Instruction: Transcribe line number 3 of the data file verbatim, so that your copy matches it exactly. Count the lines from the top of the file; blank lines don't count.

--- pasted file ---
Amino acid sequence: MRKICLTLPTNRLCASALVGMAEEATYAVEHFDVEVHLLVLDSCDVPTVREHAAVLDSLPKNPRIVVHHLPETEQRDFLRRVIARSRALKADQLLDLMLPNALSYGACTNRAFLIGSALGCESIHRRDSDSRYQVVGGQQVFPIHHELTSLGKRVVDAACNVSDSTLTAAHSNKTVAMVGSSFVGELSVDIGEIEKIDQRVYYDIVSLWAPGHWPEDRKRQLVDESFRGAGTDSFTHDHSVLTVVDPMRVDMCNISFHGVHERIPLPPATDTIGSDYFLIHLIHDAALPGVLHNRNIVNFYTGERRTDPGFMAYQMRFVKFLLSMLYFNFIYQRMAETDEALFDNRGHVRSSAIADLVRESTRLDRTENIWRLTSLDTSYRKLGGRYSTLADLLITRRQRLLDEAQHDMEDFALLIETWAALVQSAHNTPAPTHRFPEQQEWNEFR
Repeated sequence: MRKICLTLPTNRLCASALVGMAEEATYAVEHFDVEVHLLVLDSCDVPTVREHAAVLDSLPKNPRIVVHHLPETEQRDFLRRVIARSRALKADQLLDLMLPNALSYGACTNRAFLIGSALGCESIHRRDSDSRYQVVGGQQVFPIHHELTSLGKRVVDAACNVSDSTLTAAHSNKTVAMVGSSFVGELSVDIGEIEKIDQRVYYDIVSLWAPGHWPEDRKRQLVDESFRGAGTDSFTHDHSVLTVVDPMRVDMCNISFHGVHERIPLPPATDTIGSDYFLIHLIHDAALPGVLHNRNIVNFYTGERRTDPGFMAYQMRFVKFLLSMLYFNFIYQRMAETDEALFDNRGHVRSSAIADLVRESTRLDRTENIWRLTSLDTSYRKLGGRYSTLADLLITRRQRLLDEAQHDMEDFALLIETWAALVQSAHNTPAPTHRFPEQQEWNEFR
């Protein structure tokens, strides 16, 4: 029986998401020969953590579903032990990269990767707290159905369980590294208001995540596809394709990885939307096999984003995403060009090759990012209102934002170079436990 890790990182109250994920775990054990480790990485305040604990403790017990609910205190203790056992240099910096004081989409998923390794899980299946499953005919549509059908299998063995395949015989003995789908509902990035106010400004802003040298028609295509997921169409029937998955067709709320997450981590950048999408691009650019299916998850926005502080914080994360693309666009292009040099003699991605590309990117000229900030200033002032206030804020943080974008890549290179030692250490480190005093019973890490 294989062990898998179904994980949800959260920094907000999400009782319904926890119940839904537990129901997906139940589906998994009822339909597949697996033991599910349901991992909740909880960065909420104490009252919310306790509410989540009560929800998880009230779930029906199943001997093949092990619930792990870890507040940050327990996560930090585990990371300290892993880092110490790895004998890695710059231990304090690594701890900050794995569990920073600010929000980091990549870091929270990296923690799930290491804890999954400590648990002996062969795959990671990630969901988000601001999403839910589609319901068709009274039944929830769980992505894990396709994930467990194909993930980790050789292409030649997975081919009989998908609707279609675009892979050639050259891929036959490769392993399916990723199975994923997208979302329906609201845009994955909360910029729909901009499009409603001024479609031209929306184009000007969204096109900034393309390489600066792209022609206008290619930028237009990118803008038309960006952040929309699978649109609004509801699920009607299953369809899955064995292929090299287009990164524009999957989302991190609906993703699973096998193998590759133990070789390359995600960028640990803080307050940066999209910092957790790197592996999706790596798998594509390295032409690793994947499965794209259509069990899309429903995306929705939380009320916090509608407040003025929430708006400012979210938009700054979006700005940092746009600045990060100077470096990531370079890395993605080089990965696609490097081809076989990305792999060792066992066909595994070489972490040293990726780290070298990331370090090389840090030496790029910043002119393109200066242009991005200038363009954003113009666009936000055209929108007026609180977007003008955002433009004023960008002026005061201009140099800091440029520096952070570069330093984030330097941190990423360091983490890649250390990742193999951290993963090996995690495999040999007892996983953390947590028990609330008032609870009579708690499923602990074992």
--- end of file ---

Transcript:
């Protein structure tokens, strides 16, 4: 029986998401020969953590579903032990990269990767707290159905369980590294208001995540596809394709990885939307096999984003995403060009090759990012209102934002170079436990 890790990182109250994920775990054990480790990485305040604990403790017990609910205190203790056992240099910096004081989409998923390794899980299946499953005919549509059908299998063995395949015989003995789908509902990035106010400004802003040298028609295509997921169409029937998955067709709320997450981590950048999408691009650019299916998850926005502080914080994360693309666009292009040099003699991605590309990117000229900030200033002032206030804020943080974008890549290179030692250490480190005093019973890490 294989062990898998179904994980949800959260920094907000999400009782319904926890119940839904537990129901997906139940589906998994009822339909597949697996033991599910349901991992909740909880960065909420104490009252919310306790509410989540009560929800998880009230779930029906199943001997093949092990619930792990870890507040940050327990996560930090585990990371300290892993880092110490790895004998890695710059231990304090690594701890900050794995569990920073600010929000980091990549870091929270990296923690799930290491804890999954400590648990002996062969795959990671990630969901988000601001999403839910589609319901068709009274039944929830769980992505894990396709994930467990194909993930980790050789292409030649997975081919009989998908609707279609675009892979050639050259891929036959490769392993399916990723199975994923997208979302329906609201845009994955909360910029729909901009499009409603001024479609031209929306184009000007969204096109900034393309390489600066792209022609206008290619930028237009990118803008038309960006952040929309699978649109609004509801699920009607299953369809899955064995292929090299287009990164524009999957989302991190609906993703699973096998193998590759133990070789390359995600960028640990803080307050940066999209910092957790790197592996999706790596798998594509390295032409690793994947499965794209259509069990899309429903995306929705939380009320916090509608407040003025929430708006400012979210938009700054979006700005940092746009600045990060100077470096990531370079890395993605080089990965696609490097081809076989990305792999060792066992066909595994070489972490040293990726780290070298990331370090090389840090030496790029910043002119393109200066242009991005200038363009954003113009666009936000055209929108007026609180977007003008955002433009004023960008002026005061201009140099800091440029520096952070570069330093984030330097941190990423360091983490890649250390990742193999951290993963090996995690495999040999007892996983953390947590028990609330008032609870009579708690499923602990074992």